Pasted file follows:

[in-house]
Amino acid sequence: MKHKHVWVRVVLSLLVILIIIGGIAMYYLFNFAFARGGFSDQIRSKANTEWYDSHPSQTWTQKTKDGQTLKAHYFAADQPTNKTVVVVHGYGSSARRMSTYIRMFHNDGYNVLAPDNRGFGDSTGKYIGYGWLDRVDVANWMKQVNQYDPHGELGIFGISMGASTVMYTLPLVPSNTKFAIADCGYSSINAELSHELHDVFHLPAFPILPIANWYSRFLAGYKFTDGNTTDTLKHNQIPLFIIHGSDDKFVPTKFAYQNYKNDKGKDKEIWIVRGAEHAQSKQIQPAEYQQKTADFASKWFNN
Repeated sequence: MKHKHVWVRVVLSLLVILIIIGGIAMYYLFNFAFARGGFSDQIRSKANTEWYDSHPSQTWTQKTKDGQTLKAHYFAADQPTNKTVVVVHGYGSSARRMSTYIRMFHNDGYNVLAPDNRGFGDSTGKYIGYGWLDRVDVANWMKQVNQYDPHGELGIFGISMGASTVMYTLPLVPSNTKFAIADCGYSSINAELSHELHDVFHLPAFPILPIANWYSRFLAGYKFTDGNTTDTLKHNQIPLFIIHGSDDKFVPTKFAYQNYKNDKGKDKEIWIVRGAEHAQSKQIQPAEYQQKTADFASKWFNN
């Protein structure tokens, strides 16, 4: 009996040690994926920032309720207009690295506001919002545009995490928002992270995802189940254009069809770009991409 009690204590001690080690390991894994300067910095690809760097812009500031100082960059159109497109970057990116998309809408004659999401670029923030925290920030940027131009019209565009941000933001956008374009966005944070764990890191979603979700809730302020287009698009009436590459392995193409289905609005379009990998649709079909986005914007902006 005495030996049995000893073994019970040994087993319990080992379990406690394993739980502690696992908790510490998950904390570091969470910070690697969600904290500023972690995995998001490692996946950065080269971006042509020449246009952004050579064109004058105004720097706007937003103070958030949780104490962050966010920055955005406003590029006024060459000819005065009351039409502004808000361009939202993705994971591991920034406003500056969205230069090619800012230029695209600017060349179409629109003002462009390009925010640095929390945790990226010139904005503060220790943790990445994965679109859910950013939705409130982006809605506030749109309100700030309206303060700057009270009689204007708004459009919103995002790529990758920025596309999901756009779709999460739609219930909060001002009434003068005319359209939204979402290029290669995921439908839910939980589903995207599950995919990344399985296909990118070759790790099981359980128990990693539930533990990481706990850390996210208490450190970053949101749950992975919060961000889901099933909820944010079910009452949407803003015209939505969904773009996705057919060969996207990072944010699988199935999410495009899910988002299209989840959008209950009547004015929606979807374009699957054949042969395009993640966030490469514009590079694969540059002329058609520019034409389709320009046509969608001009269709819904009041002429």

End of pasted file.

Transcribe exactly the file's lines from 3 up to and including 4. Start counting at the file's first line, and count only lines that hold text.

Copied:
Repeated sequence: MKHKHVWVRVVLSLLVILIIIGGIAMYYLFNFAFARGGFSDQIRSKANTEWYDSHPSQTWTQKTKDGQTLKAHYFAADQPTNKTVVVVHGYGSSARRMSTYIRMFHNDGYNVLAPDNRGFGDSTGKYIGYGWLDRVDVANWMKQVNQYDPHGELGIFGISMGASTVMYTLPLVPSNTKFAIADCGYSSINAELSHELHDVFHLPAFPILPIANWYSRFLAGYKFTDGNTTDTLKHNQIPLFIIHGSDDKFVPTKFAYQNYKNDKGKDKEIWIVRGAEHAQSKQIQPAEYQQKTADFASKWFNN
């Protein structure tokens, strides 16, 4: 009996040690994926920032309720207009690295506001919002545009995490928002992270995802189940254009069809770009991409 009690204590001690080690390991894994300067910095690809760097812009500031100082960059159109497109970057990116998309809408004659999401670029923030925290920030940027131009019209565009941000933001956008374009966005944070764990890191979603979700809730302020287009698009009436590459392995193409289905609005379009990998649709079909986005914007902006 005495030996049995000893073994019970040994087993319990080992379990406690394993739980502690696992908790510490998950904390570091969470910070690697969600904290500023972690995995998001490692996946950065080269971006042509020449246009952004050579064109004058105004720097706007937003103070958030949780104490962050966010920055955005406003590029006024060459000819005065009351039409502004808000361009939202993705994971591991920034406003500056969205230069090619800012230029695209600017060349179409629109003002462009390009925010640095929390945790990226010139904005503060220790943790990445994965679109859910950013939705409130982006809605506030749109309100700030309206303060700057009270009689204007708004459009919103995002790529990758920025596309999901756009779709999460739609219930909060001002009434003068005319359209939204979402290029290669995921439908839910939980589903995207599950995919990344399985296909990118070759790790099981359980128990990693539930533990990481706990850390996210208490450190970053949101749950992975919060961000889901099933909820944010079910009452949407803003015209939505969904773009996705057919060969996207990072944010699988199935999410495009899910988002299209989840959008209950009547004015929606979807374009699957054949042969395009993640966030490469514009590079694969540059002329058609520019034409389709320009046509969608001009269709819904009041002429």